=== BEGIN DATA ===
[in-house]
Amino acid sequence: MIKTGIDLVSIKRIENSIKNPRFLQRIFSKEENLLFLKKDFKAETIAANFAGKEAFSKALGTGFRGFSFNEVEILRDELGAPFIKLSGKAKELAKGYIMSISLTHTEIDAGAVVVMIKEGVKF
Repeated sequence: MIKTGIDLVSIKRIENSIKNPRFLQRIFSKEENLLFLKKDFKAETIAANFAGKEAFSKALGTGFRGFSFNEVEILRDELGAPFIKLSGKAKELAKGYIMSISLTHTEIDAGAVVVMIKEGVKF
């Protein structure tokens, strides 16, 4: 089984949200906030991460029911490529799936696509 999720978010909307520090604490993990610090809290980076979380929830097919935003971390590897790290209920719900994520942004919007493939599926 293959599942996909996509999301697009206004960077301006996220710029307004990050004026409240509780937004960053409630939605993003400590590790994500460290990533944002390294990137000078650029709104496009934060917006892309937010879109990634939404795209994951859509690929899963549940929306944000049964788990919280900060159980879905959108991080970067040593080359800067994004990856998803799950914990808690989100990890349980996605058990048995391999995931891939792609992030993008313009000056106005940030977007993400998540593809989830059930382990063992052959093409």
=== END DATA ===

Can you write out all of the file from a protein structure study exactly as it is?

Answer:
[in-house]
Amino acid sequence: MIKTGIDLVSIKRIENSIKNPRFLQRIFSKEENLLFLKKDFKAETIAANFAGKEAFSKALGTGFRGFSFNEVEILRDELGAPFIKLSGKAKELAKGYIMSISLTHTEIDAGAVVVMIKEGVKF
Repeated sequence: MIKTGIDLVSIKRIENSIKNPRFLQRIFSKEENLLFLKKDFKAETIAANFAGKEAFSKALGTGFRGFSFNEVEILRDELGAPFIKLSGKAKELAKGYIMSISLTHTEIDAGAVVVMIKEGVKF
């Protein structure tokens, strides 16, 4: 089984949200906030991460029911490529799936696509 999720978010909307520090604490993990610090809290980076979380929830097919935003971390590897790290209920719900994520942004919007493939599926 293959599942996909996509999301697009206004960077301006996220710029307004990050004026409240509780937004960053409630939605993003400590590790994500460290990533944002390294990137000078650029709104496009934060917006892309937010879109990634939404795209994951859509690929899963549940929306944000049964788990919280900060159980879905959108991080970067040593080359800067994004990856998803799950914990808690989100990890349980996605058990048995391999995931891939792609992030993008313009000056106005940030977007993400998540593809989830059930382990063992052959093409």